The Playgoer: (anti-)Quote of the Day

Custom Search

Thursday, April 06, 2006

(anti-)Quote of the Day

"There's not much point in aiming high if you can't hit your target. And is it really necessary for playwrights to dream up new worlds?"

-Charles Isherwood, in his New York Times review, yesterday, of the very important Humana Festival of new plays at Actors Theatre of Louisville.

Quite a startling statement from one of the nation's leading drama critics. Perhaps he would object to it being taken out of full context. But it is his concluding paragraph.

Nothing wrong with favoring one play's craft over others'. And, hey, I wasn't there, so maybe I would enjoy Teresa Rebeck's piece over the others as well. But to zoom out to this generalization seems, at best, unnecessary. Especially when it has such alarming implications as a taste-making dictum--which such a statement, coming from the New York Times, does inevitably flirt with.

Is it "necessary" for theatre to "dream up new worlds"? Ok, arguable. Prospero, for one, might take issue. But more to the point--isn't it great when that does happen! Isherwood finishes the thought with: "the one we live in still provides durable material for theater that moves us, makes us laugh and allows us to see even a small frame of experience in a new light." Agreed. Realism is still a viable form, I concur. But talk about complacency! Even if the new worlds are only aimed at and ultimately missed, the trip getting there is often far more interesting than the same old world retooled.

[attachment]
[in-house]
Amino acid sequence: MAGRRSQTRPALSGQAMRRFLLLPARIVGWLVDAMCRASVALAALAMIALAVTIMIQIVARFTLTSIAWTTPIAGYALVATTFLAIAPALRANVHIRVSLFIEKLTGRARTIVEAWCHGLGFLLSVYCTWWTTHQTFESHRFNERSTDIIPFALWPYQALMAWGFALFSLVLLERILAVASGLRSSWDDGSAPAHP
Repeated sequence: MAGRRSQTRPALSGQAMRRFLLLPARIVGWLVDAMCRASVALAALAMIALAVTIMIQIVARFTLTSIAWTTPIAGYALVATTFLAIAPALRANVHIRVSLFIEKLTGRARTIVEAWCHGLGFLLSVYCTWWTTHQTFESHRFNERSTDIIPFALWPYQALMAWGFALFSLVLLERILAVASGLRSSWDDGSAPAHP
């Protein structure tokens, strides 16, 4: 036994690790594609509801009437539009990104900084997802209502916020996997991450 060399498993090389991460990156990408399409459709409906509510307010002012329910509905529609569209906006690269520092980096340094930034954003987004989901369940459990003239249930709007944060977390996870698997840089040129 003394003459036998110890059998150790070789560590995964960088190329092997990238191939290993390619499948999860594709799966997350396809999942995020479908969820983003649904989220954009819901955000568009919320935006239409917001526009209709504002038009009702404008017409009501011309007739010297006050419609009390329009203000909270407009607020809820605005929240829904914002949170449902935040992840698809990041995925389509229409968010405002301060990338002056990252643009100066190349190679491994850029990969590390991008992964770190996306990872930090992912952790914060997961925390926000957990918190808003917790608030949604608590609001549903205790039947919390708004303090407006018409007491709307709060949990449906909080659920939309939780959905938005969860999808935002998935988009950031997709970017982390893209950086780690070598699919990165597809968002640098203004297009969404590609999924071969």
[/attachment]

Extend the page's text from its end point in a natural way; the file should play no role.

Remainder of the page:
I'll stop there and leave the rest of the Isherwood-skewering to Messrs. Grote and Butler.


parabasis said...

Thanks for the shout out, Playgoer! You said it, sister.

Anonymous said...

Wow. The sheer dreary thoughtlessless of those two sentences may represent a low-water mark in recent New York Times theater criticism (although by saying that, I'm probably forgetting a hundred lines that could compete with it). But given that Isherwood's first big "think" piece after moving to the Times was a heartfelt essay complaining that most plays were just too darn long and how wonderful it is to get out of the theater district and home by 9:30, nobody can say this attitude is really a surprise.

Anonymous said...

Well, I was there, and Isherwood's whole review reads like he was smoking crack. He even failed to mention one play ("Low" by Rha Goddess) completely. It's not in the least surprising that someone who regarded "The Scene" (a trite, unsurprising, unconvincing attempt at hipster-theatre) as the pinnacle of the Festival begs for more limitations on imagination.

Anonymous said...

I read the whole Isherwood review through, and you're definitely not quoting him out of context. The head tastemaker of The Times to the next generation of playwrights: "Don't seek out new forms, like every other generation of writers before you. We already found the one that works in the early 1900s." Well that settles that issue... I'm going to pick up an Ibsen anthology and a copy of Eugene Scribe and call it a day!

Aaron Riccio said...